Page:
But if you think I’m wrong, show me some religion departments in secular universities where conservative religious thinkers have any serious faculty representation, and where the curriculum tries to balance the claims of pre-modern and modern thought. Show me that for every course on, say, “Feminist Theory in Religion”, or “Religion and Social Justice”, there is a course on something like “Christian Platonism” or “The Teleological Argument.” Show me some departments of religion or ancient Near Eastern studies where any significant number of the faculty believe (still the belief of Orthodox Judaism) that Moses wrote the Pentateuch, or where someone could write a doctoral thesis or even an undergrad thesis based on that belief. Show me some English departments where the Leavisites hold a majority of faculty positions, or even a significant number of them, and where the deconstructionists and feminists don’t dominate. And show me some philosophy departments where deconstructionists and feminists and Marxists don’t vastly outnumber traditional Platonists or Aristotelians. Explain to me how the rise of campus or departmental or individual professor’s speech codes that say that “Himself” in reference to God must in all essays be replaced by “Godself” (allegedly to avoid “sexism”) don’t inhibit the honest expression of religious belief of conservative students.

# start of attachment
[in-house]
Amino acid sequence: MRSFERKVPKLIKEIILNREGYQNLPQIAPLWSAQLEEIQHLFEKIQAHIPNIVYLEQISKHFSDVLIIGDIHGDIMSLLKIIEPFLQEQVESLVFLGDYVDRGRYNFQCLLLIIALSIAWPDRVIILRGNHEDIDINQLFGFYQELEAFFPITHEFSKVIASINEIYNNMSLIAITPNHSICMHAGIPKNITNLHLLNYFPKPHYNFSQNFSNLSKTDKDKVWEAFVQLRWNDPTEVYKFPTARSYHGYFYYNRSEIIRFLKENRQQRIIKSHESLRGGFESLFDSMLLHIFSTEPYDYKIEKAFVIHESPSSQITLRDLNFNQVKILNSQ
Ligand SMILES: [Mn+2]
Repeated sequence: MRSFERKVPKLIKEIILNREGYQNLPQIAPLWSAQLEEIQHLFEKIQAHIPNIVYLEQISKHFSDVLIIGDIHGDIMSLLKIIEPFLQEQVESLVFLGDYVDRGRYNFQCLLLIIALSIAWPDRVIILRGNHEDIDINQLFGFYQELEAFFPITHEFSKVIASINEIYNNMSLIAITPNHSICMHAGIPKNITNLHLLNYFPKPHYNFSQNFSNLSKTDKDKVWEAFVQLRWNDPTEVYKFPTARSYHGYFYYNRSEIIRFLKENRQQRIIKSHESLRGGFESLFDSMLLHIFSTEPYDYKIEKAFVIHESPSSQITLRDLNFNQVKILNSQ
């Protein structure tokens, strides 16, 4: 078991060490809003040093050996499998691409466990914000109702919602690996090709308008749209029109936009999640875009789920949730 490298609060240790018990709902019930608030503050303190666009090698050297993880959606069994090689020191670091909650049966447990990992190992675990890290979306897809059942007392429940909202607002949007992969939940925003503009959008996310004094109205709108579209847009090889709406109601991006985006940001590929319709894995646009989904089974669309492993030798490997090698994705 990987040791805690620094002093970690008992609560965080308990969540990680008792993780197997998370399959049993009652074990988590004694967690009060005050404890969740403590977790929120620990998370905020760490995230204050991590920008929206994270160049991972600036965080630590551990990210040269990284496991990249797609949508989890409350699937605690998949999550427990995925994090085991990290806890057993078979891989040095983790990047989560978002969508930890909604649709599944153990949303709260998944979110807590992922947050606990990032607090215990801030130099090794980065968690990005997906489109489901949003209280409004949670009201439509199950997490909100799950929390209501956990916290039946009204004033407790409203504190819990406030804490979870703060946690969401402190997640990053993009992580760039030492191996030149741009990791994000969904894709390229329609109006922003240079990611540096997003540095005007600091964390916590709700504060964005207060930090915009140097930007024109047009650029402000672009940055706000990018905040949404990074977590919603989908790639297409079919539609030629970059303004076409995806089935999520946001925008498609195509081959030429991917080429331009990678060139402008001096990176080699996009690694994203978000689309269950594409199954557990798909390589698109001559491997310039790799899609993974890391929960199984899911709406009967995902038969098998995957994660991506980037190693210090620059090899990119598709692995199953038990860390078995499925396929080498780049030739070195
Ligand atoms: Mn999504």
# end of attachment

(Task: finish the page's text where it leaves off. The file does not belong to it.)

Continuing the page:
At Iowa State, outspoken atheist religion professors like Hector Avalos can attack religious belief (even to the point of trying to sabotage faculty appointments in science departments) with impunity; does anyone in the religion department at Iowa State use the classroom to teach that, say, Calvinist Christianity is true and that atheism is wrong? If anyone there used his faculty position to promote Calvinism, would Iowa State tolerate it? But when someone uses his faculty position to promote atheism, Iowa State is apparently just fine with it.

Remember, I’m talking about secular universities, so your experience at Calvin College doesn’t count. Nor do any church-controlled colleges or universities count. I’m talking about secular universities. Show me that in secular universities there isn’t a decisive, overwhelming bias toward modern philosophies and value-systems, and that those with traditional, pre-Enlightenment religious and philosophical beliefs feel every bit as comfortable and safe in expressing those beliefs as do feminists, atheists, deconstructionists, and extremely liberal Christians and Jews.

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It was grotesque.

Is that really the challenge you want?

This move is also appallingly misleading. “The Arts” is something you just added and was no part of the conversation. This really erodes your credibility. You are not writing in good faith. And the rest of your treatise does not deserve a response.